Archive for the ‘How to Grow Food’ Category

This is what showed up recently on my miniature lemon tree…the one I planted just 2 short years ago.  Wow, that was fast!

The tree is only about 3 feet high, but the lemons are regular sized.  And they have a zestier taste than the lemons on my other tree, which is much older, much larger and in desperate need of a good pruning.

Miniature fruit trees (sometimes called dwarf trees) are a great choice for small backyard gardens or balconies, as many varieties can be grown in large pots.  So, you get a lot of bang for your spatial buck!  You can find dwarf apple trees, peach trees, citrus trees and nectarine trees, to name a few. 

So, when life gives you lemons, just go ahead and pick them off the tree! 

Here are a couple of websites with some good information on miniature fruit trees:




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My mom is from Madisonville, one of the many small towns that spans the Louisiana landscape.  And it’s just a little bit bigger than my backyard.

 Although I am a city girl (Los Angeles born and bred!), we made several trips to Madisonville when I was young.  On our first trip, I instantly bonded with my cousins, Paula and Lisa.  There is a special bond between cousins, and ours has remained steady for many years.

 One day, while we were playing with our dolls on Aunt Deenie’s screen porch, my mother decided that it would be cute to take a picture of “the girls” next to the corn plants that were taller than we were.  She promptly interrupted our debate about which outfit Barbie should wear on her next date and made us pose in the garden.  Despite the smile in the picture, I was not originally happy about this silly interruption.  Imagine Mom thinking that a picture of us among the scratchy, insect-ridden plants was more important than Barbie!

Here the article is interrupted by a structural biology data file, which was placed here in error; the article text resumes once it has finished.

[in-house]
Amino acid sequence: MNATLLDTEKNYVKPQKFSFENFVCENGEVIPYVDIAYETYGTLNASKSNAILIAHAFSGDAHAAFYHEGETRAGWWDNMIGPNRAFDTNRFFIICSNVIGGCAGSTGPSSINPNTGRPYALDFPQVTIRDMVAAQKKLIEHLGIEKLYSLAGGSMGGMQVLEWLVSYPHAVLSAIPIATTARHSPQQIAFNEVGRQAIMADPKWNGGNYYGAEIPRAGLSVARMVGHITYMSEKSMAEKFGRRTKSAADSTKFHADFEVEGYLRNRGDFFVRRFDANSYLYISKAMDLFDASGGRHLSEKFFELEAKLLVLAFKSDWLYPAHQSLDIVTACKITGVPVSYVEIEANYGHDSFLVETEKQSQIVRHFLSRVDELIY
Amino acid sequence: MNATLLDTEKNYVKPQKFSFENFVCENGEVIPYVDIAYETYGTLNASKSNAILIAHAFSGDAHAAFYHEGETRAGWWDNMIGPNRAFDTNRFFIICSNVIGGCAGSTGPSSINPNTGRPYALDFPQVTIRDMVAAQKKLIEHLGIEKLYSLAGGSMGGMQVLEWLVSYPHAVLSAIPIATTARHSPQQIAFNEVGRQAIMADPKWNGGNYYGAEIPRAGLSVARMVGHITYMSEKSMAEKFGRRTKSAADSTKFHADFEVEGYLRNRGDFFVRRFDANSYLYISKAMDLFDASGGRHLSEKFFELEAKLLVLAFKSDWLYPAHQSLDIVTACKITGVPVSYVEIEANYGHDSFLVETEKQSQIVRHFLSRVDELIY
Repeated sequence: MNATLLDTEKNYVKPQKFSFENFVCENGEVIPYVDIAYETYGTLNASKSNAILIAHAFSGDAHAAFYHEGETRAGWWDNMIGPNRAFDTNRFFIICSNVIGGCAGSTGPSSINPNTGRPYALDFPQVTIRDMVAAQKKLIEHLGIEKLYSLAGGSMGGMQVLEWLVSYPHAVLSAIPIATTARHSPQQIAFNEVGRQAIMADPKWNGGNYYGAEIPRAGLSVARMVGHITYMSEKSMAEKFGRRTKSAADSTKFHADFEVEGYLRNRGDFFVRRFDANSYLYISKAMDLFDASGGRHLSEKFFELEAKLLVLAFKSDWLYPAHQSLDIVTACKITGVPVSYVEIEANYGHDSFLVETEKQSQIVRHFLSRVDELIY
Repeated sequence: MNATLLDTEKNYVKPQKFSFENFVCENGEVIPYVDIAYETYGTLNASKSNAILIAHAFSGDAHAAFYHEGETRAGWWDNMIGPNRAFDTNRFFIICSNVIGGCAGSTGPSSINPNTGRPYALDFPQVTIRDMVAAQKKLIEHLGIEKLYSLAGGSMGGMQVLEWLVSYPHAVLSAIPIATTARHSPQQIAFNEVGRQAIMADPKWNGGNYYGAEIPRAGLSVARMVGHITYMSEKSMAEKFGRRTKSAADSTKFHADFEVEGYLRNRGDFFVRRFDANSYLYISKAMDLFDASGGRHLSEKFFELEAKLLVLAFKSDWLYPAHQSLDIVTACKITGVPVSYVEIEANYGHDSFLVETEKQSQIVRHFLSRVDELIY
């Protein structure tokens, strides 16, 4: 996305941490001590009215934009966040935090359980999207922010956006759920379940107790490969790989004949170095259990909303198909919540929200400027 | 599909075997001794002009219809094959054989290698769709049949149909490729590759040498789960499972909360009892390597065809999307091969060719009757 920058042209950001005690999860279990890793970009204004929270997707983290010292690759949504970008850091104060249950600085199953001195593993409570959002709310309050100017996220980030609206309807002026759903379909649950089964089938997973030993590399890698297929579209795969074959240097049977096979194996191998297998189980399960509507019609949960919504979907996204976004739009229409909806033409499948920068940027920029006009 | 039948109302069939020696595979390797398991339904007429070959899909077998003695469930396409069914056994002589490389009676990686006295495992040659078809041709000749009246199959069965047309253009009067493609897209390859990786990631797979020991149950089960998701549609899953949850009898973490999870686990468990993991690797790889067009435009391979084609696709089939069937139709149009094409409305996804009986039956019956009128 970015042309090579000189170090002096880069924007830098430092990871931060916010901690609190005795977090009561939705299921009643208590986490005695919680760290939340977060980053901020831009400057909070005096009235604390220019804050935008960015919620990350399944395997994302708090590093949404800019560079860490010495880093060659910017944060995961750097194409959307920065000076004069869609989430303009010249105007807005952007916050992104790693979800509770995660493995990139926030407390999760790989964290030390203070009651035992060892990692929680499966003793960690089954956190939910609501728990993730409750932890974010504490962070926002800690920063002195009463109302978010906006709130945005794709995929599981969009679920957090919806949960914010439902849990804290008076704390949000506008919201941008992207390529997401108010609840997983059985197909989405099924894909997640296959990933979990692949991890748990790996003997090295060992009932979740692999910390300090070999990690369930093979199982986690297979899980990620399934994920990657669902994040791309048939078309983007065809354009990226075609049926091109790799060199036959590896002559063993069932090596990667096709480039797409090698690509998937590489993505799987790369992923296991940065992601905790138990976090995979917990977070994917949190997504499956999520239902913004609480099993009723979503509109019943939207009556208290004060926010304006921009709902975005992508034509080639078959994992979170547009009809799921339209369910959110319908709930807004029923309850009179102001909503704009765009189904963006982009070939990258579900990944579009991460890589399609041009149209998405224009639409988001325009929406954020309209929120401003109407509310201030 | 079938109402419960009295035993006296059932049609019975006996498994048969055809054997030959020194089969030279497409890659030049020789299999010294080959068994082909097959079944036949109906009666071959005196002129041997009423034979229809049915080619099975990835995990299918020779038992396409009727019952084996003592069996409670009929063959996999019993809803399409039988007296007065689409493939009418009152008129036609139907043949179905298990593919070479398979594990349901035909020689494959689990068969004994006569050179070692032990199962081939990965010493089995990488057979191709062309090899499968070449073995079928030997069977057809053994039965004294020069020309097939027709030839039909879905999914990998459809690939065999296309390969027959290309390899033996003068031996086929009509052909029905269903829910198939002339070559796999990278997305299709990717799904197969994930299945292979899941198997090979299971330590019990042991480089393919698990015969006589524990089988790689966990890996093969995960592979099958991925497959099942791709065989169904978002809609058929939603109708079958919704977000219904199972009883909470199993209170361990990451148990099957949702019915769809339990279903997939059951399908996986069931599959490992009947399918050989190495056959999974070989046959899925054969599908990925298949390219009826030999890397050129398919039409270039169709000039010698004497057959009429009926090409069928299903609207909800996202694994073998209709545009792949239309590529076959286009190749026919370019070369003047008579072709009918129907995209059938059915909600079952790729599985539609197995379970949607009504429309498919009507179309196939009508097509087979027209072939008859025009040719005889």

Children of the corn?


Fast forward a few years.  I was about 10 or 12 and my mom came up with another brilliant idea involving corn.  “We should plant some corn in our garden.”  Our “garden” was a slight patch of mediocre dirt next to the clothesline outside of our apartment building.  “I want you to have the experience of seeing how tall cornstalks can grow.”  So, we planted some corn seeds and they blossomed!  Once again, the cornstalks grew to be taller than me.  I remember harvesting the corn plant and peeling back the silk to find a real ear of corn!

The moral of this story is that it’s always a memorable experience to step out of our everyday lifestyle and to try on someone else’s.  I doubt that I would be able to remember that day in the cornfield with Lisa and Paula so clearly if it were not for that picture.

 So, I urge you to plant some corn this spring and see for yourself how tall a cornstalk can grow.

 Go to www.almanac.com/plantingtable and enter your location for local seed-sowing dates for various plants.

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